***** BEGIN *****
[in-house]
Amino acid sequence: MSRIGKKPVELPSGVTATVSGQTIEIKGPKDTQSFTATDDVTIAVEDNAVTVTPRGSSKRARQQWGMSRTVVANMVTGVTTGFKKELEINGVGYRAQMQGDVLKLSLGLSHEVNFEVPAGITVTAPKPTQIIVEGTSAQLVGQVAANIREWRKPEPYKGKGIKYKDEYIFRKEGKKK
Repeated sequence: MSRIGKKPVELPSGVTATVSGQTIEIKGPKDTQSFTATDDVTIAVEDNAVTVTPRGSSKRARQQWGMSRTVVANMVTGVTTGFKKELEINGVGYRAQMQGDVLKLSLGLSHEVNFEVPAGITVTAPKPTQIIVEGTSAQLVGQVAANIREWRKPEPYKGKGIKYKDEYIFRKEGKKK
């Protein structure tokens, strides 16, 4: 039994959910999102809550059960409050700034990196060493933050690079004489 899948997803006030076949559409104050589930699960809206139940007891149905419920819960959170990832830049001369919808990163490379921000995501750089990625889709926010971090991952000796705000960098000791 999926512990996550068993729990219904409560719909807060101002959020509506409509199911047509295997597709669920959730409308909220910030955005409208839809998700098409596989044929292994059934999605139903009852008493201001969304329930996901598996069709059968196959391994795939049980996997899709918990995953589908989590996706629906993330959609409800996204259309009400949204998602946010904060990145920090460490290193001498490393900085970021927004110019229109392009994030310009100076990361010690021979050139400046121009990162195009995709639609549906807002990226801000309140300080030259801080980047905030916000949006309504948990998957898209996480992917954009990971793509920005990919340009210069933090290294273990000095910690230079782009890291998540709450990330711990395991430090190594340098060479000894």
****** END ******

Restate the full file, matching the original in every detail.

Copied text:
[in-house]
Amino acid sequence: MSRIGKKPVELPSGVTATVSGQTIEIKGPKDTQSFTATDDVTIAVEDNAVTVTPRGSSKRARQQWGMSRTVVANMVTGVTTGFKKELEINGVGYRAQMQGDVLKLSLGLSHEVNFEVPAGITVTAPKPTQIIVEGTSAQLVGQVAANIREWRKPEPYKGKGIKYKDEYIFRKEGKKK
Repeated sequence: MSRIGKKPVELPSGVTATVSGQTIEIKGPKDTQSFTATDDVTIAVEDNAVTVTPRGSSKRARQQWGMSRTVVANMVTGVTTGFKKELEINGVGYRAQMQGDVLKLSLGLSHEVNFEVPAGITVTAPKPTQIIVEGTSAQLVGQVAANIREWRKPEPYKGKGIKYKDEYIFRKEGKKK
């Protein structure tokens, strides 16, 4: 039994959910999102809550059960409050700034990196060493933050690079004489 899948997803006030076949559409104050589930699960809206139940007891149905419920819960959170990832830049001369919808990163490379921000995501750089990625889709926010971090991952000796705000960098000791 999926512990996550068993729990219904409560719909807060101002959020509506409509199911047509295997597709669920959730409308909220910030955005409208839809998700098409596989044929292994059934999605139903009852008493201001969304329930996901598996069709059968196959391994795939049980996997899709918990995953589908989590996706629906993330959609409800996204259309009400949204998602946010904060990145920090460490290193001498490393900085970021927004110019229109392009994030310009100076990361010690021979050139400046121009990162195009995709639609549906807002990226801000309140300080030259801080980047905030916000949006309504948990998957898209996480992917954009990971793509920005990919340009210069933090290294273990000095910690230079782009890291998540709450990330711990395991430090190594340098060479000894």